It’s not hard to find people who’ll tell you they hate Shane Watson. Our favourite activity after watching sport is hating the people we’re watching.
Most fans choose players they don’t like, just as they’ll choose the ones they’ll never hear a bad word about, according to some arbitrary internal logic that even they probably couldn’t track.
Depending who you talk to, you’ll be told that any or all of Watson, Phil Hughes, Steve Smith, Usman Khawaja, Ed Cowan or David Warner are third-grade hacks.
You’ll be told Hughes is a slasher with no patience and a technique held together by sticky tape, Warner is a baseball slogger whose achievements are flukes, Cowan is a plodder and Smith is a bit-parts merchant.
It took one Test for the voices of Khawaja fans lamenting his absence to be replaced by those stating he would never be a Test player.
As harsh as the assessments are, elite sport is a harsh place. It’s a contest between outliers in terms of skill and ability. Of course scrutiny is intense, and these criticisms are at least reasonable points of debate.
What happens next, though, is that criticisms of performance quickly and savagely become personal. Motives, traits and defects are ascribed with firm conviction to people who the observer has never met.
Thus the problem with Hughes is that he’s a back-block banana farmer. Smith is a failed Warne wannabe who only cares about T20. Michael Clarke is a vapid metrosexual with a raging ego and a man-crush on James Packer. Khawaja is lazy and mentally weak. Cowan is a mouthy smarmy smart-alec elitist book-writing swot.
In this respect, Watson gets more stick than any Australian cricketer, from his own supporters and the opposition. He’s described as selfish and self-absorbed, sulky, preening and arrogant, stupid, pouty, imperceptive and not a team player.
I’m as guilty of this as anyone. Across articles, Twitter, conversations and radio calls, I’ve made hundreds of snarky asides about Watson. One Ashes Diary video was just two minutes of me berating him via camera. It was the most popular one we released.
Most of these digs are comical, but the jokes are still based on the public domain’s concept of Watson’s personal characteristics.
There is a bizarre presumption that watching them play is enough to deduce what these people are like and how they think.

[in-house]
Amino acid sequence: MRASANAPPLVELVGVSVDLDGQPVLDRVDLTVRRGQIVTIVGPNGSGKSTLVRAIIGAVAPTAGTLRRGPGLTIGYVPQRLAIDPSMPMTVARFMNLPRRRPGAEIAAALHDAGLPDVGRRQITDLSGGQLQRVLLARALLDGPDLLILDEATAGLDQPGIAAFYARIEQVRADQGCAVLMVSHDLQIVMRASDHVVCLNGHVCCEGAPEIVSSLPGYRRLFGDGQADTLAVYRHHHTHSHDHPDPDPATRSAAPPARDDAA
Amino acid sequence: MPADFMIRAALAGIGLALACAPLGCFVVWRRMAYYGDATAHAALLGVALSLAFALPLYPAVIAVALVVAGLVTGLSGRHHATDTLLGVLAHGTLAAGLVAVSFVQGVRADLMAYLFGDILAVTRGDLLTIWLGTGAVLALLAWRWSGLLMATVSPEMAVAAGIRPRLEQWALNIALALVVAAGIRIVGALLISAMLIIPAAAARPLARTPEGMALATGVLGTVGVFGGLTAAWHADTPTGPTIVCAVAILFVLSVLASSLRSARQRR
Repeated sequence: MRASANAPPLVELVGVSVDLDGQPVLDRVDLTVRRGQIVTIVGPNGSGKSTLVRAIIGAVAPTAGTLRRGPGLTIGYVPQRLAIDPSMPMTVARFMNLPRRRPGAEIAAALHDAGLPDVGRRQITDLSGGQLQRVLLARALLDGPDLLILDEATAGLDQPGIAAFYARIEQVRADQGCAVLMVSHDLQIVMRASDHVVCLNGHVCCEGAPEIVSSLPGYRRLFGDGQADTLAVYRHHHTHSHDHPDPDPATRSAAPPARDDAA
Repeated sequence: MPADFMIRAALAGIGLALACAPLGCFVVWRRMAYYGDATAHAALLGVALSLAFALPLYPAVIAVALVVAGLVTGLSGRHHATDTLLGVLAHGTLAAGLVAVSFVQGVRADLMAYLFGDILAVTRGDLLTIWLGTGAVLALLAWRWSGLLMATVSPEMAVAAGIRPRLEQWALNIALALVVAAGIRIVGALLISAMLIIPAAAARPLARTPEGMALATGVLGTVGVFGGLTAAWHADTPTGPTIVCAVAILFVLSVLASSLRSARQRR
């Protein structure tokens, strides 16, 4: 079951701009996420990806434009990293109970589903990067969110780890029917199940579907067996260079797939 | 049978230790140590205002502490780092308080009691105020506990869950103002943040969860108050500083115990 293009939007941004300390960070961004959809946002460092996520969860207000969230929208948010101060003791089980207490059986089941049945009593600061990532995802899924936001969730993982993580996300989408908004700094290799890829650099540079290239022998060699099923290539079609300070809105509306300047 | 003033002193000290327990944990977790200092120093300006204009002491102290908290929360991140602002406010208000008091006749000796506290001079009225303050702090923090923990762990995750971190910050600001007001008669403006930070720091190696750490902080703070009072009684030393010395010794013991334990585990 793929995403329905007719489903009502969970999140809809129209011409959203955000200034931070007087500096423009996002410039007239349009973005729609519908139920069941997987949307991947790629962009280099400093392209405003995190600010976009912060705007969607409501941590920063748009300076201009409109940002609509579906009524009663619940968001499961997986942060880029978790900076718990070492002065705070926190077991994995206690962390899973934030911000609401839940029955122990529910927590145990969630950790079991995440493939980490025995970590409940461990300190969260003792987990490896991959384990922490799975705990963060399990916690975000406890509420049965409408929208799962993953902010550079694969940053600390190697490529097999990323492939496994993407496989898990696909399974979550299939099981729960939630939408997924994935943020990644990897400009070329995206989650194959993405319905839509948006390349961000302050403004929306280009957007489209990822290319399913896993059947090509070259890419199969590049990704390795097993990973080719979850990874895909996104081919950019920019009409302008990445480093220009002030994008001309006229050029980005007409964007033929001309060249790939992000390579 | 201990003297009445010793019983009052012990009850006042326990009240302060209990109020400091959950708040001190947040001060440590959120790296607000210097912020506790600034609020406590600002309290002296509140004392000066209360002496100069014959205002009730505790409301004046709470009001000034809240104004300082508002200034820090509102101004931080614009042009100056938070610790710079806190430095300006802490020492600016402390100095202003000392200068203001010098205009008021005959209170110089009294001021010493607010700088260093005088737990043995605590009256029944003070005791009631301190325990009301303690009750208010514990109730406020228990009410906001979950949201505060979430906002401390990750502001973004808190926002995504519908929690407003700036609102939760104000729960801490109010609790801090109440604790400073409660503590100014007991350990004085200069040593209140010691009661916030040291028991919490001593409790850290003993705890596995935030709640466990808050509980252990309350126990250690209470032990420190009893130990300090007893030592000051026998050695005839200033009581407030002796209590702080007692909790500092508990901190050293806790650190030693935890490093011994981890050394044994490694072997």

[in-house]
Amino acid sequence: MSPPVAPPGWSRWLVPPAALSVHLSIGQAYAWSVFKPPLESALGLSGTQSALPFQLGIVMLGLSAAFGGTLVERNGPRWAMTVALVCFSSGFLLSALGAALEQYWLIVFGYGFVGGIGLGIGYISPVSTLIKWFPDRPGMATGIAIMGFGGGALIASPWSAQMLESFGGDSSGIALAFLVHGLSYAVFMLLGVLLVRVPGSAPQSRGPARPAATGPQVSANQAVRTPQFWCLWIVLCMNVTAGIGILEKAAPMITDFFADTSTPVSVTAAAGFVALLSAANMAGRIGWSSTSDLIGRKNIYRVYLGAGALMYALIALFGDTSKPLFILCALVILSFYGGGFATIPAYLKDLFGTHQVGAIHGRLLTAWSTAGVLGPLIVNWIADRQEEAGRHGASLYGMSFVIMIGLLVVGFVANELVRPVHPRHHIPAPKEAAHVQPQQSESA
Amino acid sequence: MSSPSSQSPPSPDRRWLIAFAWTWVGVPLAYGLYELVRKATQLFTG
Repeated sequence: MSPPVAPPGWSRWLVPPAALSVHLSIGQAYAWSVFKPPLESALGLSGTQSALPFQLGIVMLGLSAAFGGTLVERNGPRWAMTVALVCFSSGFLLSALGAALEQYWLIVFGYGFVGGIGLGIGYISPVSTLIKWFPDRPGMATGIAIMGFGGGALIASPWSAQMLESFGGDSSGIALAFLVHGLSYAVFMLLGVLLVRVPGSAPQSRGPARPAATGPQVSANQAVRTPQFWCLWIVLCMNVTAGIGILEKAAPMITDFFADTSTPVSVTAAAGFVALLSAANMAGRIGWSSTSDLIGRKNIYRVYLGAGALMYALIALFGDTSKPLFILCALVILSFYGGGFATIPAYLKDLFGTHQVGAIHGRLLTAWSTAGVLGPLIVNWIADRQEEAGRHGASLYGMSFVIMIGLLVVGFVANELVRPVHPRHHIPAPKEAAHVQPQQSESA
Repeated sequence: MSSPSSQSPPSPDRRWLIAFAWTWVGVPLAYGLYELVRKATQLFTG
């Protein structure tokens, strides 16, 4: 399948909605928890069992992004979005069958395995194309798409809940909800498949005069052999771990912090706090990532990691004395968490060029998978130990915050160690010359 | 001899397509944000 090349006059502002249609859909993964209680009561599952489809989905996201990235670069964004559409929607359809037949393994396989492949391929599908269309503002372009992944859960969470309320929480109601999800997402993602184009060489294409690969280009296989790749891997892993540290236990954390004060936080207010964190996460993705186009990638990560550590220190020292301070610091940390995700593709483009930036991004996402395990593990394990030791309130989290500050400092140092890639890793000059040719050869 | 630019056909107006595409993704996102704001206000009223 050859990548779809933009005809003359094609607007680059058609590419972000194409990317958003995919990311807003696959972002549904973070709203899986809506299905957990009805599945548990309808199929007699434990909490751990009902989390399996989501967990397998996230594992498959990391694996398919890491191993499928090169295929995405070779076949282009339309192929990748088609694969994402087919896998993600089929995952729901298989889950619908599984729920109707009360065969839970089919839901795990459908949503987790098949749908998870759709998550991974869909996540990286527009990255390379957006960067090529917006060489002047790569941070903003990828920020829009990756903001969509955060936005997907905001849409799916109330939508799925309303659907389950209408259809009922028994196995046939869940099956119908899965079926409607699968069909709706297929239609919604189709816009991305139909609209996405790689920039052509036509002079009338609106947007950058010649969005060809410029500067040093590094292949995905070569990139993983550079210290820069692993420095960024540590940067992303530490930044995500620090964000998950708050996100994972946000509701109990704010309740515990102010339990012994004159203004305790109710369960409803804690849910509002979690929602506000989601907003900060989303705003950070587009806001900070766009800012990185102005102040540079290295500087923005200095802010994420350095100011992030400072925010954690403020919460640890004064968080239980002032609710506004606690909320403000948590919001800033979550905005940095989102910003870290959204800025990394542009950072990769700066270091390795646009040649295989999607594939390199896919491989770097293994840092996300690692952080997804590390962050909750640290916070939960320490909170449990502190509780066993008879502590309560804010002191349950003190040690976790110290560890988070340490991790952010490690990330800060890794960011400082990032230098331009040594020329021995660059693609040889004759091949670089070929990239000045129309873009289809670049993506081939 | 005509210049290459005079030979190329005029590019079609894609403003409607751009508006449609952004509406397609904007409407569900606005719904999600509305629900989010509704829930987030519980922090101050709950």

It may sound stupid, but the most illuminating thing I’ve learned on this tour is that Australia’s cricketers are actually people. Athletes on TV or in stadiums are reduced to characters.
Your response is no different to saying you hate Draco Malfoy or love Frank N. Furter.
Then you sit down in a press conference with them two metres away, and you’re confronted by not just a human being, but someone trying to achieve something under horrifying scrutiny.
At that point, you may like me be surprised by a creeping sense of shame.
Shane Watson in person seems like a perfectly nice guy. He smiles often and genuinely. Leaving the ground, he’ll break away from his teammates to go and thank travelling fans. At a formal drinks event he was happily writing a letter on a program to someone’s absent kid.
Interviewed after his century he was nervous, happy, a little hesitant. He gave each questioner his full attention. There was clear conflict between relief at having broken through, and the poignant knowledge that he hadn’t done it while the series was alive. He looked like he needed a hug.
No doubt if you lived and worked with Watson in the suffocating confines of international cricket, you’d have another perspective again. But the reasons for his targeting by fans have nothing to do with Watson himself.
Front up to any pub, grandstand, hashtag or comment forum and you’ll find people telling you which players they hate and why. They’ll give detailed causes, but the consistency of the phenomenon renders the individual reasoning specious.